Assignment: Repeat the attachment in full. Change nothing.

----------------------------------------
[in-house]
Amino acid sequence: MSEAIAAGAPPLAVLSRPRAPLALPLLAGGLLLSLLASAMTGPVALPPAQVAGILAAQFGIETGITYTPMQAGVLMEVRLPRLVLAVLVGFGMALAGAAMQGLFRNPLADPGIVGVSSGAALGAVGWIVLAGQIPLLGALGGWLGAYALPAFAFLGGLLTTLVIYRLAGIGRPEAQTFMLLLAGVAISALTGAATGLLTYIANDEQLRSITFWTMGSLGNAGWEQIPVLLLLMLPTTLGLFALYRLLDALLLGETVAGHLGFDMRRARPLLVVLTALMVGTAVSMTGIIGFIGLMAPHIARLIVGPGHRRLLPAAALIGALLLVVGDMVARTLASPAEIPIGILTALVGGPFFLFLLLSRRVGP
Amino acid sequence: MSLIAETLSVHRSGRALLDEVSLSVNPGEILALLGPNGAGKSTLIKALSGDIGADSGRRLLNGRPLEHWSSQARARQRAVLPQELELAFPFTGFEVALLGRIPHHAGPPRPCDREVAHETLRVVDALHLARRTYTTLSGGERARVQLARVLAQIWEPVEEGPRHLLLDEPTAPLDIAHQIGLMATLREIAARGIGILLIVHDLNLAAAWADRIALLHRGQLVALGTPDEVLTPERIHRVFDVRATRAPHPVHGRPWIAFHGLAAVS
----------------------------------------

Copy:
[in-house]
Amino acid sequence: MSEAIAAGAPPLAVLSRPRAPLALPLLAGGLLLSLLASAMTGPVALPPAQVAGILAAQFGIETGITYTPMQAGVLMEVRLPRLVLAVLVGFGMALAGAAMQGLFRNPLADPGIVGVSSGAALGAVGWIVLAGQIPLLGALGGWLGAYALPAFAFLGGLLTTLVIYRLAGIGRPEAQTFMLLLAGVAISALTGAATGLLTYIANDEQLRSITFWTMGSLGNAGWEQIPVLLLLMLPTTLGLFALYRLLDALLLGETVAGHLGFDMRRARPLLVVLTALMVGTAVSMTGIIGFIGLMAPHIARLIVGPGHRRLLPAAALIGALLLVVGDMVARTLASPAEIPIGILTALVGGPFFLFLLLSRRVGP
Amino acid sequence: MSLIAETLSVHRSGRALLDEVSLSVNPGEILALLGPNGAGKSTLIKALSGDIGADSGRRLLNGRPLEHWSSQARARQRAVLPQELELAFPFTGFEVALLGRIPHHAGPPRPCDREVAHETLRVVDALHLARRTYTTLSGGERARVQLARVLAQIWEPVEEGPRHLLLDEPTAPLDIAHQIGLMATLREIAARGIGILLIVHDLNLAAAWADRIALLHRGQLVALGTPDEVLTPERIHRVFDVRATRAPHPVHGRPWIAFHGLAAVS